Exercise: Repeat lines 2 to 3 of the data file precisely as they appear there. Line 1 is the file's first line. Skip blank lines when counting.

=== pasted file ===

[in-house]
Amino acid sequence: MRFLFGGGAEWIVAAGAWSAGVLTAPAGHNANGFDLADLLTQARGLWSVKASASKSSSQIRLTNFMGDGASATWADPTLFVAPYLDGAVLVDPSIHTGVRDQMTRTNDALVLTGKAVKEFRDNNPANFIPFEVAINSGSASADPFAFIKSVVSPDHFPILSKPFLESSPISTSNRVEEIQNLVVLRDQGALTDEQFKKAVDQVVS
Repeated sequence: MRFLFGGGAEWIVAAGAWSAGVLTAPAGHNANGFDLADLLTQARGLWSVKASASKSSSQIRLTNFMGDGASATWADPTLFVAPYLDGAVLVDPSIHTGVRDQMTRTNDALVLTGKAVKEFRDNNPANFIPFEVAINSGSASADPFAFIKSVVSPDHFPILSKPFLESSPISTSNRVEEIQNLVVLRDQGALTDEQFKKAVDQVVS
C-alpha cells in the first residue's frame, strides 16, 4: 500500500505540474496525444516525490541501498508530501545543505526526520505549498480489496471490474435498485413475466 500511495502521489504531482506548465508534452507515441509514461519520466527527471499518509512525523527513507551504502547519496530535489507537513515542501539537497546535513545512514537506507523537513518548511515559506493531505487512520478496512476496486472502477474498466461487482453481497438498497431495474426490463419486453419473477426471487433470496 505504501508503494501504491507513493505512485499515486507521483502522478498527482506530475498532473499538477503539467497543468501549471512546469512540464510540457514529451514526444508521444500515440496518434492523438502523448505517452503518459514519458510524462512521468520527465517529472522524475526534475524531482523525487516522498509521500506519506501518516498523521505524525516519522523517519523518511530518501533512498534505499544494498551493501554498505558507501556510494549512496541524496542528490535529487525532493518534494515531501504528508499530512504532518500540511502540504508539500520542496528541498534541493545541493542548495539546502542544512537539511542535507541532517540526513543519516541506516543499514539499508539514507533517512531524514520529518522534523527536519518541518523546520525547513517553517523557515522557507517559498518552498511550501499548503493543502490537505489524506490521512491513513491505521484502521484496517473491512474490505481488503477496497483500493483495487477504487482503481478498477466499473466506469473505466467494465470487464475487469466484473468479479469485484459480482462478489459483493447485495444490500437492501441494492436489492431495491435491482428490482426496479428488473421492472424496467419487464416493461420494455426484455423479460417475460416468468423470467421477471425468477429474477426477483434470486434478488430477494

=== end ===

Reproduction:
Amino acid sequence: MRFLFGGGAEWIVAAGAWSAGVLTAPAGHNANGFDLADLLTQARGLWSVKASASKSSSQIRLTNFMGDGASATWADPTLFVAPYLDGAVLVDPSIHTGVRDQMTRTNDALVLTGKAVKEFRDNNPANFIPFEVAINSGSASADPFAFIKSVVSPDHFPILSKPFLESSPISTSNRVEEIQNLVVLRDQGALTDEQFKKAVDQVVS
Repeated sequence: MRFLFGGGAEWIVAAGAWSAGVLTAPAGHNANGFDLADLLTQARGLWSVKASASKSSSQIRLTNFMGDGASATWADPTLFVAPYLDGAVLVDPSIHTGVRDQMTRTNDALVLTGKAVKEFRDNNPANFIPFEVAINSGSASADPFAFIKSVVSPDHFPILSKPFLESSPISTSNRVEEIQNLVVLRDQGALTDEQFKKAVDQVVS